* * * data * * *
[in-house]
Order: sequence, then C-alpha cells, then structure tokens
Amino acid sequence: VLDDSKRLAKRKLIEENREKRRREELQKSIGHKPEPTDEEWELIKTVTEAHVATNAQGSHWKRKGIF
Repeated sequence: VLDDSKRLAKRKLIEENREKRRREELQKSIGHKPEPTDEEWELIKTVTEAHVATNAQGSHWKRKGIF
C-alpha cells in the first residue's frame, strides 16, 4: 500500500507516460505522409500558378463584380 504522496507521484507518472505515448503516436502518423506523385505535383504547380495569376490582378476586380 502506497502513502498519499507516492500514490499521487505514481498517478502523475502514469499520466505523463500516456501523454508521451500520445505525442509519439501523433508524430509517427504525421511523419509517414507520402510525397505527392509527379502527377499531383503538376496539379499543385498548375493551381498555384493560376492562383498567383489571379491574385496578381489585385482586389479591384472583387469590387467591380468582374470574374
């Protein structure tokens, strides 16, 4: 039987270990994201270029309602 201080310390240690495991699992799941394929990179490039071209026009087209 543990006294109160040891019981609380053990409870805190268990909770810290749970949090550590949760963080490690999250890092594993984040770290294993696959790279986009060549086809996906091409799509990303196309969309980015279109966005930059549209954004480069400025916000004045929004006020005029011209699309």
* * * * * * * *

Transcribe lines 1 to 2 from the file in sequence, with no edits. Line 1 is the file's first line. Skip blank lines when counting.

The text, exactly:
[in-house]
Order: sequence, then C-alpha cells, then structure tokens